Twenty years from now, universities are going to be empty mausoleums, having priced themselves out of the market. These kinds of tantrums, just show how some professors are clinging to their sense of "entitlement" even as their livelihoods burn down around them. Good riddance. Phoenix is the wave of the future, along with distance learning. Plus an added benefit ... parents won't have to worry about their kids getting fondled by TSA, while flying to campus.

Beth said...

Consider the possibility of someone with a sleep disorder or torette's.

Every university has an office of disability services; students with any special needs (notetaker, extra time or computer assistance on exams, tourette's, etc.) should register with that office, which will then communicate with and assist the faculty in accommodating the student. If a student has a disorder that creates some disruptive sounds or behavior, the professor would be aware of it.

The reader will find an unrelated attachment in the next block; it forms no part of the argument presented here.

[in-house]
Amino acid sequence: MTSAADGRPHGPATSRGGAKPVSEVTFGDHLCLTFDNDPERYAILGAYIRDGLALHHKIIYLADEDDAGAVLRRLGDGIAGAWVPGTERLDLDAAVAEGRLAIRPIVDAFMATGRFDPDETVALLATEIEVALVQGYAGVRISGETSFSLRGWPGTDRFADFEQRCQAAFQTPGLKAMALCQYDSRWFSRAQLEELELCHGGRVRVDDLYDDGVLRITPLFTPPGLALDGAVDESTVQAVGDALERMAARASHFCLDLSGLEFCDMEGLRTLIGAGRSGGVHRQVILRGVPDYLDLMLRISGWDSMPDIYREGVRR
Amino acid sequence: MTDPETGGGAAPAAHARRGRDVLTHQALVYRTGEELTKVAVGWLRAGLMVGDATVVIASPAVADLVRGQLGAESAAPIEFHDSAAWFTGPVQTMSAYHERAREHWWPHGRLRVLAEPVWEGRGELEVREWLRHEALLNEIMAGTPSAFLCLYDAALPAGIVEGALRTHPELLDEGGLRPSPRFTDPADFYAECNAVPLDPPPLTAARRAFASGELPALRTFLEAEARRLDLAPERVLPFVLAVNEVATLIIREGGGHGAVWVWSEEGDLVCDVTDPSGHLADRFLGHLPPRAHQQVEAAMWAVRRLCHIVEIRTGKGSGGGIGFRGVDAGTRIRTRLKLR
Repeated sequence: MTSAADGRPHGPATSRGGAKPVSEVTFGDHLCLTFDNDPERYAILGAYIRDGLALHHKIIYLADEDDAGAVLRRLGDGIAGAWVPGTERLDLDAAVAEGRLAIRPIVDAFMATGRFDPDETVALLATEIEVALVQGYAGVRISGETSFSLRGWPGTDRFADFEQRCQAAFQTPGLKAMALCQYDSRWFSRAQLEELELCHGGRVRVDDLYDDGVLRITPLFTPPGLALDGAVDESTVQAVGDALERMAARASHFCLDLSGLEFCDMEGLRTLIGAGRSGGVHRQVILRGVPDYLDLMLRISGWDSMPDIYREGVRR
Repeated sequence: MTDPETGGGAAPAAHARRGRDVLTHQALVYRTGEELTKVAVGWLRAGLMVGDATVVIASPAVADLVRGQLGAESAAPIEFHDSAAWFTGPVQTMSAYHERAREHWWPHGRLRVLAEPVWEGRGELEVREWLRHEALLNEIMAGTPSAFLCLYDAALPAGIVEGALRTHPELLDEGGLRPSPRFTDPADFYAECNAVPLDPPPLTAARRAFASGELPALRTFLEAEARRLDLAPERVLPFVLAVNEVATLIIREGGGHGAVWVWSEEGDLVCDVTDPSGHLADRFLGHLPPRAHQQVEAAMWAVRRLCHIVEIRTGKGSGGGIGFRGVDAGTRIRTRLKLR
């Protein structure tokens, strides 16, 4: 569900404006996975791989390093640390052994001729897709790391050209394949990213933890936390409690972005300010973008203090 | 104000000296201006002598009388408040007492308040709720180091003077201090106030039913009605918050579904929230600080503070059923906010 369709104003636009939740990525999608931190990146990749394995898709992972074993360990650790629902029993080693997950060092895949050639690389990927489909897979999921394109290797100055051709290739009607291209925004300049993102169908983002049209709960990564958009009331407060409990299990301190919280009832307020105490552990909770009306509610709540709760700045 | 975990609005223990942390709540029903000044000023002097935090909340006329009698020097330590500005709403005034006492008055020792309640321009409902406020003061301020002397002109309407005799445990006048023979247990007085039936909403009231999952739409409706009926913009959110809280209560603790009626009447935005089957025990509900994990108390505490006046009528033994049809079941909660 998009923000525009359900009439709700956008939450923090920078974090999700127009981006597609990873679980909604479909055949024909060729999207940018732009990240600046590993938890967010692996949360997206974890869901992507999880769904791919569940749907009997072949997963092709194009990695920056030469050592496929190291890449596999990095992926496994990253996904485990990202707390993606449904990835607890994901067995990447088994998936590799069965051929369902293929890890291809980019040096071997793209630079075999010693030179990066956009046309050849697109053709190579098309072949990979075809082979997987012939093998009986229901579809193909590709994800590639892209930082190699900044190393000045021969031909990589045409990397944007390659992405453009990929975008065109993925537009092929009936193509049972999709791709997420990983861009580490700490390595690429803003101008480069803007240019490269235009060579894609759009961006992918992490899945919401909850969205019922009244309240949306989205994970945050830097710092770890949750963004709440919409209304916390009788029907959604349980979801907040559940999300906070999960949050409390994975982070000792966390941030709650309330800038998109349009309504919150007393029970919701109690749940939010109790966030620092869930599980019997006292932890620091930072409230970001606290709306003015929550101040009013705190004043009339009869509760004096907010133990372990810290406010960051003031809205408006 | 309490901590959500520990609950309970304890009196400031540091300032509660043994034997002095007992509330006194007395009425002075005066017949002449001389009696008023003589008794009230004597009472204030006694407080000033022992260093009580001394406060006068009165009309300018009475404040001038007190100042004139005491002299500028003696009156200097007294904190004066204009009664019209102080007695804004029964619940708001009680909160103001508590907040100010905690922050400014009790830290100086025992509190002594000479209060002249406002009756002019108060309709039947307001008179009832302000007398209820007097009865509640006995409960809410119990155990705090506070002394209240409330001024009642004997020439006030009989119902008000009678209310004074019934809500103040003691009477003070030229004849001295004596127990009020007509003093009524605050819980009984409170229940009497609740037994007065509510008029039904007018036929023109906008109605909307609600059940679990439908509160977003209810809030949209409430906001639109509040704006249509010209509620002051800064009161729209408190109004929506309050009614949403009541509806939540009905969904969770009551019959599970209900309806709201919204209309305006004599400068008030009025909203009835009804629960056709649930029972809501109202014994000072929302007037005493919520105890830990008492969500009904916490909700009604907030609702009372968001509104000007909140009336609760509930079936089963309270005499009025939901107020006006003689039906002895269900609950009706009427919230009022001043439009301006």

Matt said...

I have to say I sort of agree with both The Crack Emcee and Althouse on this. Might be a first.

Respect the class and respect the teacher.

Pastafarian said...

I was a grad assistant, and taught about 6 courses; and I never had anyone fall asleep. Jimspice, I wouldn't go telling that story too often -- it doesn't really make you look good.

You presented material in a way that didn't require any participation of the students, you did it in such a dull way that someone actually lost consciousness, and then to punish him you wasted several minutes of the entire class's time.